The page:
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Old 15-03-2016, 08:48   #35
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pirate Re: Different Size Engines

What I fail to understand is the reason for say a Lagoon420 to have 2 x 75hp engines..
Surely 2 x 45's would be more than capable of the job..
My boat, 40ft LOA and weighs 27000lbs, has 6.5ft draft yet her 47hp John Deere will bang her along at 6-7kts at 1900revs..
Seems over the top to me considering all things..
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Old 15-03-2016, 09:53   #36
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Re: Different Size Engines

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What I fail to understand is the reason for say a Lagoon420 to have 2 x 75hp engines..
Surely 2 x 45's would be more than capable of the job..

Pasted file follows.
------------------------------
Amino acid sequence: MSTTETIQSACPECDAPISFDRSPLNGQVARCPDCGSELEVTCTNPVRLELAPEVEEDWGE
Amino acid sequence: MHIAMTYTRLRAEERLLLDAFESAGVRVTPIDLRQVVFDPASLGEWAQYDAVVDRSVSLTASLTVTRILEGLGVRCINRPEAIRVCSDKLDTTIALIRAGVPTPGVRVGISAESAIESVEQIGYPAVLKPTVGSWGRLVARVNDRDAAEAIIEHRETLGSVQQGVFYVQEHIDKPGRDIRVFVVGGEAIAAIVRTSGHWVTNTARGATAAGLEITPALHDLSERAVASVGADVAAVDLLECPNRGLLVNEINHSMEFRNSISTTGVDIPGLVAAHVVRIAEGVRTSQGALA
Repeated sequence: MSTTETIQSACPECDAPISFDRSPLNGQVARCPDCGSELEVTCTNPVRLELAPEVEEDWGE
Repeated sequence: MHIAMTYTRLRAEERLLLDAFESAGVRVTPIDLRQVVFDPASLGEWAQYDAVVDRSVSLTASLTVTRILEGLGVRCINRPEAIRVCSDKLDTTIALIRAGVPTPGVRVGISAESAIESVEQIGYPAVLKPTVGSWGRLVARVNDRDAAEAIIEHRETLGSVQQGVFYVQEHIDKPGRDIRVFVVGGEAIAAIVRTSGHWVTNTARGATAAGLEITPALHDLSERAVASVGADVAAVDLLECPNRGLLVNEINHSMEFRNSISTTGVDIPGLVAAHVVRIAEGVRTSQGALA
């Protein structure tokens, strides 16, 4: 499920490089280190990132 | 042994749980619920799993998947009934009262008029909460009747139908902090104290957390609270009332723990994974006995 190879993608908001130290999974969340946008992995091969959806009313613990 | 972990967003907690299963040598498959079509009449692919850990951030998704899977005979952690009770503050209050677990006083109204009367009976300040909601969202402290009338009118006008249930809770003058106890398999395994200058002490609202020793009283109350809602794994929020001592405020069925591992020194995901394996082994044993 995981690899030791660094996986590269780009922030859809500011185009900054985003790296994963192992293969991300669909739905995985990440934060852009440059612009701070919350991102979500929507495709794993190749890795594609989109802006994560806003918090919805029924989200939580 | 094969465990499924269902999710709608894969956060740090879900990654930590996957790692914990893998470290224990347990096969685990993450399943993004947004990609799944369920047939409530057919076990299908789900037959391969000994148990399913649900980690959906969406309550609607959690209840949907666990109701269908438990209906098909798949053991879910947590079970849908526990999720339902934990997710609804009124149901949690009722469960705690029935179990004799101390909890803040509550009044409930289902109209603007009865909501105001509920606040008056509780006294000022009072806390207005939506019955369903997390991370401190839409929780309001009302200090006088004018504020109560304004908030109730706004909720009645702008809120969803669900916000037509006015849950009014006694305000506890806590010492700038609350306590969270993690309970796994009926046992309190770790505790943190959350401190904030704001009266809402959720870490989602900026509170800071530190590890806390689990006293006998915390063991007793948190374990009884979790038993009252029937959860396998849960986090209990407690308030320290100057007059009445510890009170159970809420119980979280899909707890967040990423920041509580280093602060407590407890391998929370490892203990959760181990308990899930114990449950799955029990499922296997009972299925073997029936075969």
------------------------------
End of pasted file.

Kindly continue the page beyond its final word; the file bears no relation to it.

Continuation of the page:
My boat, 40ft LOA and weighs 27000lbs, has 6.5ft draft yet her 47hp John Deere will bang her along at 6-7kts at 1900revs..
Seems over the top to me considering all things..
Good thing Lagoon agrees since their website calls for a pair of 40hp engines as standard.

The 62'er has a pair of 110hp engines but I'm betting the guys buying a 62' boat new, don't mind burning a few extra gallons to add a extra knot to the cruise speed. If it was a priority, I'm sure you could talk them into fitting something in the 60-80hp range.
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Old 19-03-2016, 04:18   #37
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Re: Different Size Engines

Your thought process is off in my mind. When deciding what overall power to put on a catamaran say a 45 ft. Calls for 80 up. You put in 2 40 hp. Not one 60 and one 20 hp.
Lagoons need more power per weight due to the amount of windage. I would not like to try a lagoon 42 with 40's motoring into 25 knts, and 5' seas.

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Old 19-03-2016, 05:38   #38
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pirate Re: Different Size Engines

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Originally Posted by valhalla360 View Post
Good thing Lagoon agrees since their website calls for a pair of 40hp engines as standard.